Dr. Atkins: I’ll just add to that, I’m glad to hear you say that, but I think we’ve tried to develop biomarkers by looking at IO/TKI, which is virtually impossible because we don’t know which component of the combination is actually responsible for the response. In order for us to determine who are the patients who are going to benefit from IO/IO or develop better IO combinations, we need to be giving IO first.
Dr. Zhang: If I could add, I think this is a great discussion. This is the exact point where precision oncology needs to come to kidney cancer. The exact point where patient selection upfront matters. Your trial, you’re too humble to talk about it, but your trial that is taking transcriptome signatures and directing therapy, I think is one step in that process. If we don’t do these types of trials where we select patients upfront for particular treatments, then we will never know.
I think kidney cancer, it’s great that we have all these treatments, but until we get to a lung cancer or breast cancer type of situation where we can find the right patients for the right treatments, we’re going to be lagging behind all of these other tumor types in terms of precision oncology. I’d wish that we do more molecular testing upfront; we think about resistance.
David Braun actually has a nice abstract here at ASCO where he’s looking at nivolumab resistance in a Hoosier cohort. I think that’s really important. Should we think about amplification chromosome 11, for example, as a marker of resistance and not select those patients for IO/IO and that would be a reason to use a VEGF IO? Or should we look at the inflammatory myeloid signature and send those patients to ipilimumab/nivolumab? I think these options are great options to have, but until we can get to optimal patient selection, we won’t catch up with the rest of solid tumor as we know it in 2023. I’m so excited about your trial OPTIC RCC, supported by DOD, and we’re very happy to participate.
Dr. Rini: I was just going to say we’re all, we all want biomarkers, right? In kidney cancer, we’ve talked about it, and we’ve talked about it, and we’ve talked about it, and it’s kind of just time to do it. I’d be interested in your take on this, Mike. My opinion about why it’s been so hard is that our treatment has been more strongly directed. We don’t have an EGFR mutation or HER2 mutation, which are tumor cell directed. We haven’t been able to cross that threshold of a clinically useful biomarker. PD-1 is unreliable and might enrich for response to ipilimumab/nivolumab, but we’re not really using it in practice. We’re going to keep having the same argument unless we find biomarkers. Because I have, my biases, you have yours, we’re going to talk about International Metastatic RCC Database Consortium (IMDC), which as Danny Heng, MD, himself will tell you was meant to be prognostic, not predictive, but we use it as predictive, which is silly.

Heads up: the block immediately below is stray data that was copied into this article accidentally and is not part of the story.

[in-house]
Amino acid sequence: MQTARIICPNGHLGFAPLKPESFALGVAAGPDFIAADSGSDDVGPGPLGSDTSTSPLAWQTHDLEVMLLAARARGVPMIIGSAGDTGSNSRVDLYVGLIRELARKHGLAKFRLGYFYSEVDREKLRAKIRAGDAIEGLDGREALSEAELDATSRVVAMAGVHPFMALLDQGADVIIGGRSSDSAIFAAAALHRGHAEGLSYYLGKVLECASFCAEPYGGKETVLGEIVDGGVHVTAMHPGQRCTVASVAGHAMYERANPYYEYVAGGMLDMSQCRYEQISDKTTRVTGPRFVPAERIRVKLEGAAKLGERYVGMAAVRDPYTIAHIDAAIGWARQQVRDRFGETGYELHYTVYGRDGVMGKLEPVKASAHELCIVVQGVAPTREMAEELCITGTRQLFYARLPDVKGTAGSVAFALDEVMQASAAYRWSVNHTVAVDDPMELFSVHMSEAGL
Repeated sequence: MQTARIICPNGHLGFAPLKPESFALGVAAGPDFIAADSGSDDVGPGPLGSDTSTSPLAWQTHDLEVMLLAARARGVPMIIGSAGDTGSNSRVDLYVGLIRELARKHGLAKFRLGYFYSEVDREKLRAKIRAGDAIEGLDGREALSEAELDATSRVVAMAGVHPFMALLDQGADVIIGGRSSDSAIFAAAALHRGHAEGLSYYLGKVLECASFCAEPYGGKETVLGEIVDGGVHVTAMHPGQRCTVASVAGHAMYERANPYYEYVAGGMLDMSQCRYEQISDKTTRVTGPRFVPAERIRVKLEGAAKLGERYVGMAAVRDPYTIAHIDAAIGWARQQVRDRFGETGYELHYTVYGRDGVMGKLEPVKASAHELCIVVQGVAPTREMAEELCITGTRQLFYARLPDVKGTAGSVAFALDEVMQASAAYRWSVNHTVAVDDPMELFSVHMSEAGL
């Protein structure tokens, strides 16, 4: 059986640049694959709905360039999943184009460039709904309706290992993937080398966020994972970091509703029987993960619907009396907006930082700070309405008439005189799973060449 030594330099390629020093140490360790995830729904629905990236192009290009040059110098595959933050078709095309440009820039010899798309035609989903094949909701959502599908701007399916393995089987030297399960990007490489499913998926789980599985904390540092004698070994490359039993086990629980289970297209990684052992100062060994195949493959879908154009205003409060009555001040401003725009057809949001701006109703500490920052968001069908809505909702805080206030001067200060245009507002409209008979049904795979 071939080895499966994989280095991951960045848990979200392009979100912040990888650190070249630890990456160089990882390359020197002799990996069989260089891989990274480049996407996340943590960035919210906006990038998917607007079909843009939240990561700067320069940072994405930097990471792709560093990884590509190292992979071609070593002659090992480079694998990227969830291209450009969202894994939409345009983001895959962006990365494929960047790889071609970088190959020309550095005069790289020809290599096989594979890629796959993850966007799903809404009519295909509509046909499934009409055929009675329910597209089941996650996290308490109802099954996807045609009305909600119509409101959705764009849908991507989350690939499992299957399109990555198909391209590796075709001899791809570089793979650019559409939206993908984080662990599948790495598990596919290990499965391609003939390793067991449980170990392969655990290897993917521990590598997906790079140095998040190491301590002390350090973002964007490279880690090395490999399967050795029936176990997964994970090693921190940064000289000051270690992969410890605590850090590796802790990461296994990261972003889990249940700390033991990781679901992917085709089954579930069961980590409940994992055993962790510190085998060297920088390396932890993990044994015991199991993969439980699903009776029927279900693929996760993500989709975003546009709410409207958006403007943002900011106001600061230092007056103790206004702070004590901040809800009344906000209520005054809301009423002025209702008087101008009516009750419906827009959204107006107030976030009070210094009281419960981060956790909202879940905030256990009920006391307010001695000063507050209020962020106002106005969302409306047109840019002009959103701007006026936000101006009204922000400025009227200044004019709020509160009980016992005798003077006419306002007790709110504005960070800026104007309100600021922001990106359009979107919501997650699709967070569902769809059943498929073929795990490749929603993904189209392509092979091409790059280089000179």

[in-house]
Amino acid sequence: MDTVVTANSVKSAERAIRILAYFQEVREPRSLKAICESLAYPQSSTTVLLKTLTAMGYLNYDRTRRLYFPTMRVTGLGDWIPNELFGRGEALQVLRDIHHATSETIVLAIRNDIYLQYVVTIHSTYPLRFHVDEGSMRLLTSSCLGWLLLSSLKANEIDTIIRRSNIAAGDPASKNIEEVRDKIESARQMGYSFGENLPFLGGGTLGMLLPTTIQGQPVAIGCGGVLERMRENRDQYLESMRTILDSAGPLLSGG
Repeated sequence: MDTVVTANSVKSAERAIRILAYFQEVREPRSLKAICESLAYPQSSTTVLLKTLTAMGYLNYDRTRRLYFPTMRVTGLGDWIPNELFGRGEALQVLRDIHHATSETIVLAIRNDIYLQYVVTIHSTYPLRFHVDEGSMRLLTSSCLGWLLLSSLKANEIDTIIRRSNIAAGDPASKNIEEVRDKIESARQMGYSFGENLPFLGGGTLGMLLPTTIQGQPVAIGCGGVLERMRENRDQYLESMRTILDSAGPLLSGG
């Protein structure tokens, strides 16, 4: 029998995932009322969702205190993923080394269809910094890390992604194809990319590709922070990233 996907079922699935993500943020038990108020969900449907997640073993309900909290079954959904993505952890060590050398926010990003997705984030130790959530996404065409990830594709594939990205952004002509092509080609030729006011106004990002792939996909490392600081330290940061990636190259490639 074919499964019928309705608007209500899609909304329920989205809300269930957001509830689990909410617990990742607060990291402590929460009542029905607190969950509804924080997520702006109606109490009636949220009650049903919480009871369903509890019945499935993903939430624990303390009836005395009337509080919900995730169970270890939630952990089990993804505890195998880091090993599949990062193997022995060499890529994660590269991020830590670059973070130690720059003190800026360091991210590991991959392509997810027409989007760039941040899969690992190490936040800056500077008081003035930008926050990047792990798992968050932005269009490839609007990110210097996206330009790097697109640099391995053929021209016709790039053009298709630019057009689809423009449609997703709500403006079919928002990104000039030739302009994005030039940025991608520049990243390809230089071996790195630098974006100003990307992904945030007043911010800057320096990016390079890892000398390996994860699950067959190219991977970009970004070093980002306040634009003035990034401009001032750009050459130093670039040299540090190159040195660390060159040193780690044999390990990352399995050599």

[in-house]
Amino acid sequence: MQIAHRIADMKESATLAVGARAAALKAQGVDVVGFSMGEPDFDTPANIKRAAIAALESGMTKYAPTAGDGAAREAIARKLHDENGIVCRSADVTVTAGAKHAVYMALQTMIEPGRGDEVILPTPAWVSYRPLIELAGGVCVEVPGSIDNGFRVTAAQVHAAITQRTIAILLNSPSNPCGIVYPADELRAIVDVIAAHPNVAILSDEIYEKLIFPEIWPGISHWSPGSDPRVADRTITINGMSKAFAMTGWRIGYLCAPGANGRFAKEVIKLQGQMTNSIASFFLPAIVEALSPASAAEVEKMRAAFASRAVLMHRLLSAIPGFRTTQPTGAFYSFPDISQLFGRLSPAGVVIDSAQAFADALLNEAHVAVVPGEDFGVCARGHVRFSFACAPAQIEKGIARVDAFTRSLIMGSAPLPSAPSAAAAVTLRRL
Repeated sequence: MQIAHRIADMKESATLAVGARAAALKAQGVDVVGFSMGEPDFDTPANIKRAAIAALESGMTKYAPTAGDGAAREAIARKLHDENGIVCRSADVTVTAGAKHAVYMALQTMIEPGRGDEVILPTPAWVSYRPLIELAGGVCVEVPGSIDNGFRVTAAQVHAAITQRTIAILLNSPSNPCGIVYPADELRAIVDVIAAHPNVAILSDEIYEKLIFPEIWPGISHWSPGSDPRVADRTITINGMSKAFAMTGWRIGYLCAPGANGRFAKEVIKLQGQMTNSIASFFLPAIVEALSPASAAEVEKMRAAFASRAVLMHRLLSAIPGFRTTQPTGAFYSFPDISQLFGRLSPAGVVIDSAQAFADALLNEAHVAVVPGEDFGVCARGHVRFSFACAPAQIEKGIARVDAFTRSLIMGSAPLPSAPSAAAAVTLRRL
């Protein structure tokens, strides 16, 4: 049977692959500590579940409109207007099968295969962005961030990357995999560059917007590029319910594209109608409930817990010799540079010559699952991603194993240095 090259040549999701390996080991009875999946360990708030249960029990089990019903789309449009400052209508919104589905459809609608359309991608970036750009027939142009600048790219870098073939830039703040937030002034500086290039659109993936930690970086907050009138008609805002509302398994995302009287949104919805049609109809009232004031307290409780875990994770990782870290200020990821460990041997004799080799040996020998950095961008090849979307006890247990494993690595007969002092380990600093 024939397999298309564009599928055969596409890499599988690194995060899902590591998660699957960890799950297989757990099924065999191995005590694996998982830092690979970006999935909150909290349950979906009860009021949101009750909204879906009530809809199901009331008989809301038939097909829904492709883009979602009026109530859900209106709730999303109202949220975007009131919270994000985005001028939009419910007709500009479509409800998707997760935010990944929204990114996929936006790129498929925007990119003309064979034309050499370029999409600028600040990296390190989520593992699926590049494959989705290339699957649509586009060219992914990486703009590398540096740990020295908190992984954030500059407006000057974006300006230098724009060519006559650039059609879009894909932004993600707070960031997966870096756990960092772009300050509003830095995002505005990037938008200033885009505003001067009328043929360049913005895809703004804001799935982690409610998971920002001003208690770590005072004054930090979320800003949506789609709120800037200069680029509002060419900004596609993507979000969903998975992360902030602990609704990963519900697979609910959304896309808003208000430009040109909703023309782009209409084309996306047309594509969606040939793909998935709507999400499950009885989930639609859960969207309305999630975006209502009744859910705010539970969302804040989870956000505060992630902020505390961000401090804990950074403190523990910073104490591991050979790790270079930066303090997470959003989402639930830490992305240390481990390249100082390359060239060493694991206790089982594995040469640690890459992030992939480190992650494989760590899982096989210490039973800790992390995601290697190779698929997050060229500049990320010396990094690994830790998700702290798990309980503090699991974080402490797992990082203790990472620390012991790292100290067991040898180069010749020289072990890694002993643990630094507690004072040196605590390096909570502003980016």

Dr. Atkins: I was going to make the point about IMDC that it is prognostic, and I think there’s data to show that it’s prognostic even in pure immune therapy. But it’s only predictive for TKI therapy. Because we know the favorable-risk patients have more angiogenic-driven tumors. But for IO therapy to work, you need to have immune cells that recognize the tumor, and you need to have a normoxic tumor microenvironment. When you give IO/TKI, you produce hypoxia in the tumor microenvironment, particularly in the favorable-risk patients, which puts a drag on the immune response. There’s no reason why the fact that a tumor is more driven by VEGF should mean that there aren’t immune cells that recognize the tumor. There’s just no reason to try to use the IMDC model to be choosing therapy for when you’re giving a pure immune therapy.